Not sure if this will all be helpful to all of you, but it sure has helped me to write this all down and process where our relationship is at during a challenging time.  Thank you all for the opportunity to share.

 

14 thoughts on “Preparing for an empty nest”

  1. As most of you know, we don't have kids, but I can apply this in another way. I'll turn sixty next month, and have started to think about retirement. It won't happen this year or next (health permitting), but I can see it coming over the horizon. I pour an awful lot of my time into my work, and I think a lot of what you've said about being an empty nester will apply when we retire. Thank you for giving me some things to think about.

    1. Oh, sure... toss out the next crisis for us! I kid. The retirement thing has also crossed my mind, although I am 15 years out on that one.

  2. This is a good topic to add to FKB!

    Our nest wasn't all that full to begin with, but I think it really hit home when Mrs. Runner and I travelled to the NW US -- it was nice planning the trip without needing to consult school schedules, etc. We even had a phone call while in Vancouver from Runner daughter at college and had to remind her that we were currently out of the country.

    We have totally been enjoying the empty nest, taking several vacations together to places we've wanted to visit. Like Jeff said above, though, preparing for retirement I think is even more daunting than it was preparing for an empty nest; while the empty nest might allow for more time together, retirement means trying to find some things to do apart so as not to drive each other crazy!

    1. We are hoping to travel more as well. However, it all hinges on developing a strong management team around me in the near future.

  3. At least 17-20 years before my nest is empty, and it's stressful sometimes just thinking about it. Great words of wisdom, X2.

  4. Ditto the above, thanks for sharing.

    I love and miss my kids, and am glad they are out of the house making their respective ways in the world. The (mostly) empty nest (the Girl is a college senior) has allowed us to rediscover each other and strengthened our relationship. Having kids at home draws so much physical and psychological energy that you can easily forget to invest in your relationship with your spouse, or take the relationship for granted. I'm loving the empty nest.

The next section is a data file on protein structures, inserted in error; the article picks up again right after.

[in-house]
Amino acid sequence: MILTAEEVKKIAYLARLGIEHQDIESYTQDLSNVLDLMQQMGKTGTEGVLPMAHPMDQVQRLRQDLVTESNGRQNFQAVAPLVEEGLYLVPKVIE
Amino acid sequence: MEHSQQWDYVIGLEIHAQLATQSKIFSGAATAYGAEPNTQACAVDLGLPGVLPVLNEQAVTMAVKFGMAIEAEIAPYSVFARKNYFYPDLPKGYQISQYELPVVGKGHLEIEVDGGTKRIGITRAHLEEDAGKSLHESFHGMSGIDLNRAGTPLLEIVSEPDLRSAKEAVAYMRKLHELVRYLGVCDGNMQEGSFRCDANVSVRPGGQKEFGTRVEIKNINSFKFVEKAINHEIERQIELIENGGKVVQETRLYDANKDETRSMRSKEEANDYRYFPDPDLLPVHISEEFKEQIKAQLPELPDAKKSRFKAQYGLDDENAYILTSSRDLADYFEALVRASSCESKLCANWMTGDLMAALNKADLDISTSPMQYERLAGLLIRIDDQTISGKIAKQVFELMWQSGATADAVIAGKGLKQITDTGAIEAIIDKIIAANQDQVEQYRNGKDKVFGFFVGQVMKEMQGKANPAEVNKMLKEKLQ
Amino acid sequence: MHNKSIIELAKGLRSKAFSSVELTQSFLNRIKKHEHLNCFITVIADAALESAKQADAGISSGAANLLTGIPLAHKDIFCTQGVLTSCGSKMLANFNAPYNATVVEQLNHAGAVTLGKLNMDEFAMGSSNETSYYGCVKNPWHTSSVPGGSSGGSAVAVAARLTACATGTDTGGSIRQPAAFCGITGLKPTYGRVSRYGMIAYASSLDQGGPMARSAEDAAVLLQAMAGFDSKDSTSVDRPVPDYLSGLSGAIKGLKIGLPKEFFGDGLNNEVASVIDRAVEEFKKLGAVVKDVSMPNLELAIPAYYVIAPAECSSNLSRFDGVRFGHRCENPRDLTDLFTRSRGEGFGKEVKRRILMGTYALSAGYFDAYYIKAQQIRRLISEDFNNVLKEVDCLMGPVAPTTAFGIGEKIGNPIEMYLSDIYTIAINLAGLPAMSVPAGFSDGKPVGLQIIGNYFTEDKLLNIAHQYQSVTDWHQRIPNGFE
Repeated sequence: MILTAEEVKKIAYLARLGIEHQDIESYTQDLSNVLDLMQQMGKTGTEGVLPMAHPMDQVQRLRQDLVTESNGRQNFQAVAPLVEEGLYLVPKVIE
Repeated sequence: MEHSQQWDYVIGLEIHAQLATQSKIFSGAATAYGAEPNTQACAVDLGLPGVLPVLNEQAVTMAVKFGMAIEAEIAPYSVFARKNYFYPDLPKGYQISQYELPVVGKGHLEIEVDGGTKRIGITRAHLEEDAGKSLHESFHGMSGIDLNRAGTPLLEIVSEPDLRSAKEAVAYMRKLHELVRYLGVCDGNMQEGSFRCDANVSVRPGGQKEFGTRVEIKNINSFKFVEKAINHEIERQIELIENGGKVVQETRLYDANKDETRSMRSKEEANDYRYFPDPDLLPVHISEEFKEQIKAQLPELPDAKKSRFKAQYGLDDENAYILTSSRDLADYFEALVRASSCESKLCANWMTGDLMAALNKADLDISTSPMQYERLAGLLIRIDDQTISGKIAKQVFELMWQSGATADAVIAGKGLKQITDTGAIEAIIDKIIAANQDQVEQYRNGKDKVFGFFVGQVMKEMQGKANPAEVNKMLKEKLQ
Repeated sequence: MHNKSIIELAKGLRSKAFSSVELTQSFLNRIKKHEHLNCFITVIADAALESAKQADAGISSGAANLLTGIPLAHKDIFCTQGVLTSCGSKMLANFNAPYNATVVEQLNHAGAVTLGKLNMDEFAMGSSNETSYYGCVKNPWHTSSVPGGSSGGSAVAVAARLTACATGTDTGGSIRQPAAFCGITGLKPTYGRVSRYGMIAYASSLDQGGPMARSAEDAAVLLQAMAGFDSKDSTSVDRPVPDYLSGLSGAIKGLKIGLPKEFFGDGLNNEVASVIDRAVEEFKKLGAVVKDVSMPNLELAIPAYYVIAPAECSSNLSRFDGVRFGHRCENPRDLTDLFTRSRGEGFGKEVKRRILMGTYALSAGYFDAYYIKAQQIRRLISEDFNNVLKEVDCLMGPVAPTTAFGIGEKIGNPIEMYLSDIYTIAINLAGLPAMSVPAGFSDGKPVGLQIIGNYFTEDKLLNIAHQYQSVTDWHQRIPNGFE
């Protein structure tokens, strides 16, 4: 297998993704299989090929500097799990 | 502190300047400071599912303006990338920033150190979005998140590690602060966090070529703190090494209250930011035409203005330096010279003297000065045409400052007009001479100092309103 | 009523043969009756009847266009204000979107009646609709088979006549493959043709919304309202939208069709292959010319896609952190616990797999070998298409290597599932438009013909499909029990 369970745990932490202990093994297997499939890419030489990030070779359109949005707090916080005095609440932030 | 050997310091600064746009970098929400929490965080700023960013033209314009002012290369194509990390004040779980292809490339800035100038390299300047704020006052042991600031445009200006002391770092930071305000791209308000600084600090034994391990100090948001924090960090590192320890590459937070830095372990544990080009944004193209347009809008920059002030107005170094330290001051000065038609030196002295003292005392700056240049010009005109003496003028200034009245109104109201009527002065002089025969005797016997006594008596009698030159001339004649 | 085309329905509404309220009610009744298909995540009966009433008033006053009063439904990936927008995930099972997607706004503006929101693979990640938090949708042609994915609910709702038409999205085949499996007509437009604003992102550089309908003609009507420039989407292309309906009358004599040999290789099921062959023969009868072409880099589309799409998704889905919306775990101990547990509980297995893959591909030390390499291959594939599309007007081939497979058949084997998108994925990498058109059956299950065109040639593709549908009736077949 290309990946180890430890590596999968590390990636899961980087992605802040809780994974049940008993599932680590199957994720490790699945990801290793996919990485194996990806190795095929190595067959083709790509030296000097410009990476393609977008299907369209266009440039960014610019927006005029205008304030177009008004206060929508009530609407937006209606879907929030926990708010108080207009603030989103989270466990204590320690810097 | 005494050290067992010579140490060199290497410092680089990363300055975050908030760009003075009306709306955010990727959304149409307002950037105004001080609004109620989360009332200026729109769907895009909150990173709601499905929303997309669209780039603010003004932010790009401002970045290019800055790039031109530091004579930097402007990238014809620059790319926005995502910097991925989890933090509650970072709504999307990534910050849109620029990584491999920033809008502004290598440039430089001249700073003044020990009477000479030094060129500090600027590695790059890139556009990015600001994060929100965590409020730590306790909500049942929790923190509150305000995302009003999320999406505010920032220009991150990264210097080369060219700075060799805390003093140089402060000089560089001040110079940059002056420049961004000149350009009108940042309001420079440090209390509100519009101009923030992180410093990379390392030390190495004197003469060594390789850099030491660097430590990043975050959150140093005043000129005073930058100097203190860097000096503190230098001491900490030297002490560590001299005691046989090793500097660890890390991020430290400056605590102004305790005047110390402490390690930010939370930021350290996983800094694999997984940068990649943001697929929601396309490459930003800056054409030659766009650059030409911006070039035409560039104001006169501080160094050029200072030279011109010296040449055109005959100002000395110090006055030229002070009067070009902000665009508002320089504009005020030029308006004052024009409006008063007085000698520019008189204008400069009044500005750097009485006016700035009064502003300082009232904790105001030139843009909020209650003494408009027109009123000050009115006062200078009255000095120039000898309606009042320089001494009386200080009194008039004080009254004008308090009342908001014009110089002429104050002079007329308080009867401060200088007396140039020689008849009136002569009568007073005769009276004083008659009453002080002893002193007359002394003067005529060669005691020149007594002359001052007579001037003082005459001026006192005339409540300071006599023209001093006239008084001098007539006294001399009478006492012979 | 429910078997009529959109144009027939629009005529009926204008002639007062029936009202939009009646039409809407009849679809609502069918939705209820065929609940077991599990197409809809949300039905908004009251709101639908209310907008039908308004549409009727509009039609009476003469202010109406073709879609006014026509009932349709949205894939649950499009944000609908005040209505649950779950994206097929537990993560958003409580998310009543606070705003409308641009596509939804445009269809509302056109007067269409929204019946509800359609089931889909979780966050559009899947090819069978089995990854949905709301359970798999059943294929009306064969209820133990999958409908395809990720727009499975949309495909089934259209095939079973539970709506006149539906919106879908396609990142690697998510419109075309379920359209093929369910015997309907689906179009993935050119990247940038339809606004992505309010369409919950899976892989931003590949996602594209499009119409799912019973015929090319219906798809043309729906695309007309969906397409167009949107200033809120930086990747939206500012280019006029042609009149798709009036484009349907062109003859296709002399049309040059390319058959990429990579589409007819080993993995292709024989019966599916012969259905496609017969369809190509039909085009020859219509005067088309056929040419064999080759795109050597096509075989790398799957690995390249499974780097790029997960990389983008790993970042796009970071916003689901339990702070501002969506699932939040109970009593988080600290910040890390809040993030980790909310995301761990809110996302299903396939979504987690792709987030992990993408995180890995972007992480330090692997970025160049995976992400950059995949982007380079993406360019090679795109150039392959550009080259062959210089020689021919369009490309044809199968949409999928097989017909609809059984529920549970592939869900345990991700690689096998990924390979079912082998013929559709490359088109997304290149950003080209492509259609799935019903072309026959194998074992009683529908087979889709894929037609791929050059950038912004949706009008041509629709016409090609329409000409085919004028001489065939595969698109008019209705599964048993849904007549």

And, although I love having meaningful work to do every day, I'm also looking forward to that increasingly close "someday" of retirement. She won't retire as early as me (and I'm aiming for ~65), but has a job with relatively short days. I'm going to get a dog or two. We're going to travel a lot more, and we're going to ramp up the "experience" factor. I'll also be looking for new volunteer opportunities to stay engaged in my community in ways I just don't have time for now because of my job.

    1. We have talked about getting our first dog. We both had dogs growing up, but decided not to get one while we had active kids at home. Getting a good dog would help my wife especially for companionship when I am at work, and would help fill the void of nurturing and caring for another creature.

      1. I'm torn on the dog thing. We have 2 and I don't plan on replacing them when they're gone. It is really difficult and expensive to travel while having them.

        I will say they're good for getting us to walk more. At least, the big one is.

        1. My wife wants to get a puppy before the dog we currently have goes (she's 13, so maybe in a couple years). But I am resisting as hard as I can because losing my cat last year was really traumatic and losing this dog will similarly break me and I want to give a lot of time afterwards while also being free to go places without having to take a dog with or board. Also, a new dog will come with me doing ALL the work, I can guarantee that.

        2. We had to put ours down last Monday, and we're not going to replace her on the short-term now that the house is full of youngsters who weren't around when she was adopted. I'm guessing we'll reassess in a couple of years.

  5. Our oldest is a senior and youngest is in 7th grade. Right now, the college thing still just feels like a fun process. It really hasn't hit that she won't be living with us in 9 months.

    Once the youngest is in college, we'll have the additional issue on whether my wife will go back to work or not. She's been at home full time for 3 years.